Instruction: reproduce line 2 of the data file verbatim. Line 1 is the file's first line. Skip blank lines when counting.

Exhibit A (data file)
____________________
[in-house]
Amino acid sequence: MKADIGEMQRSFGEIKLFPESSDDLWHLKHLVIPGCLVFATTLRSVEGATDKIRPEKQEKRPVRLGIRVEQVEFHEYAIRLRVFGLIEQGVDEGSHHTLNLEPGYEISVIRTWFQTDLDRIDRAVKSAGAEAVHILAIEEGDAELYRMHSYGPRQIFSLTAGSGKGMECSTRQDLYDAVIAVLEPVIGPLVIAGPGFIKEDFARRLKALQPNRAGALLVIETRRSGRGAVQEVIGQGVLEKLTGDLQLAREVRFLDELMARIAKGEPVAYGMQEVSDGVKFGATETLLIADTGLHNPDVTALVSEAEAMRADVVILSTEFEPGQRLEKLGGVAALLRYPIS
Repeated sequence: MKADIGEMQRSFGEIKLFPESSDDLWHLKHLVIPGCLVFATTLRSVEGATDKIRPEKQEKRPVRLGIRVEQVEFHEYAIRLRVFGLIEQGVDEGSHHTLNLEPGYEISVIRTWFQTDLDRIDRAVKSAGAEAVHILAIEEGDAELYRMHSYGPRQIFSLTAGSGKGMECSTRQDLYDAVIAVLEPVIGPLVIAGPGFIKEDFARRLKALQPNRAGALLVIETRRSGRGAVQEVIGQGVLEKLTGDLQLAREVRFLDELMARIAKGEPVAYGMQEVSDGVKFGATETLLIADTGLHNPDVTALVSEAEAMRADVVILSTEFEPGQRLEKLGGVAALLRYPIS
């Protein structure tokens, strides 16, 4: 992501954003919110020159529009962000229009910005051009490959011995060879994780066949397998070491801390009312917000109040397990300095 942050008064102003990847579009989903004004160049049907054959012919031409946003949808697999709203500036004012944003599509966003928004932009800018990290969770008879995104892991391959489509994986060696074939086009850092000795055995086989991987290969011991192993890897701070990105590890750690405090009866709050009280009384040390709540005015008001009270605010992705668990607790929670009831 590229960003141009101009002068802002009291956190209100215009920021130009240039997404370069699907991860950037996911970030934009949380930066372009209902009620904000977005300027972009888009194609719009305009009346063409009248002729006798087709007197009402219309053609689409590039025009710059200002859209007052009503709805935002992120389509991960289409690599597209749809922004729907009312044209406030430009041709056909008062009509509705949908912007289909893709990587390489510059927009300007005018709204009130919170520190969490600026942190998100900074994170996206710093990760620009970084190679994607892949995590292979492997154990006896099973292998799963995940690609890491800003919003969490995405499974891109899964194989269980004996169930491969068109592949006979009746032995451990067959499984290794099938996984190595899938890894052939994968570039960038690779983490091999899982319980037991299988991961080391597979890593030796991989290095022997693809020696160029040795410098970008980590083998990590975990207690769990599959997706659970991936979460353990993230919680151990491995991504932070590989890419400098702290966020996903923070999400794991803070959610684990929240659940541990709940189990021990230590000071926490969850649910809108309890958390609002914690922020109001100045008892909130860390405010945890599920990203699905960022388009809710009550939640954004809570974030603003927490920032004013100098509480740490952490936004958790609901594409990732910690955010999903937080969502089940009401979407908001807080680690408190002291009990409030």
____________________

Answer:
Amino acid sequence: MKADIGEMQRSFGEIKLFPESSDDLWHLKHLVIPGCLVFATTLRSVEGATDKIRPEKQEKRPVRLGIRVEQVEFHEYAIRLRVFGLIEQGVDEGSHHTLNLEPGYEISVIRTWFQTDLDRIDRAVKSAGAEAVHILAIEEGDAELYRMHSYGPRQIFSLTAGSGKGMECSTRQDLYDAVIAVLEPVIGPLVIAGPGFIKEDFARRLKALQPNRAGALLVIETRRSGRGAVQEVIGQGVLEKLTGDLQLAREVRFLDELMARIAKGEPVAYGMQEVSDGVKFGATETLLIADTGLHNPDVTALVSEAEAMRADVVILSTEFEPGQRLEKLGGVAALLRYPIS